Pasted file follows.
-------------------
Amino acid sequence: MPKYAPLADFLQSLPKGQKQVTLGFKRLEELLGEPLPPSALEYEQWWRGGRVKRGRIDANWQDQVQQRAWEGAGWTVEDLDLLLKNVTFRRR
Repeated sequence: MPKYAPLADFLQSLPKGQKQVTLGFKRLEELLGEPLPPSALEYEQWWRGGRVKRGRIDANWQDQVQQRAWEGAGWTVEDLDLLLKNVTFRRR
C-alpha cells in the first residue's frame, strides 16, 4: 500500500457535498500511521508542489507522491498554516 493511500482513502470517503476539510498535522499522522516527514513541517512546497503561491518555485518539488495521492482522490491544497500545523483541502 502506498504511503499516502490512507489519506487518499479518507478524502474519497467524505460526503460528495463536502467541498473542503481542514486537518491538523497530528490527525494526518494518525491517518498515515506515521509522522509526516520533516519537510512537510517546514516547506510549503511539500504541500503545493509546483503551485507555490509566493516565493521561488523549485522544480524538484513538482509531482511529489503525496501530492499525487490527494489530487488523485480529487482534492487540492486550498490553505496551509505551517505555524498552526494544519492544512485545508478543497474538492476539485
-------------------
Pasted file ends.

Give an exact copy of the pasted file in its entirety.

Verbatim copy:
Amino acid sequence: MPKYAPLADFLQSLPKGQKQVTLGFKRLEELLGEPLPPSALEYEQWWRGGRVKRGRIDANWQDQVQQRAWEGAGWTVEDLDLLLKNVTFRRR
Repeated sequence: MPKYAPLADFLQSLPKGQKQVTLGFKRLEELLGEPLPPSALEYEQWWRGGRVKRGRIDANWQDQVQQRAWEGAGWTVEDLDLLLKNVTFRRR
C-alpha cells in the first residue's frame, strides 16, 4: 500500500457535498500511521508542489507522491498554516 493511500482513502470517503476539510498535522499522522516527514513541517512546497503561491518555485518539488495521492482522490491544497500545523483541502 502506498504511503499516502490512507489519506487518499479518507478524502474519497467524505460526503460528495463536502467541498473542503481542514486537518491538523497530528490527525494526518494518525491517518498515515506515521509522522509526516520533516519537510512537510517546514516547506510549503511539500504541500503545493509546483503551485507555490509566493516565493521561488523549485522544480524538484513538482509531482511529489503525496501530492499525487490527494489530487488523485480529487482534492487540492486550498490553505496551509505551517505555524498552526494544519492544512485545508478543497474538492476539485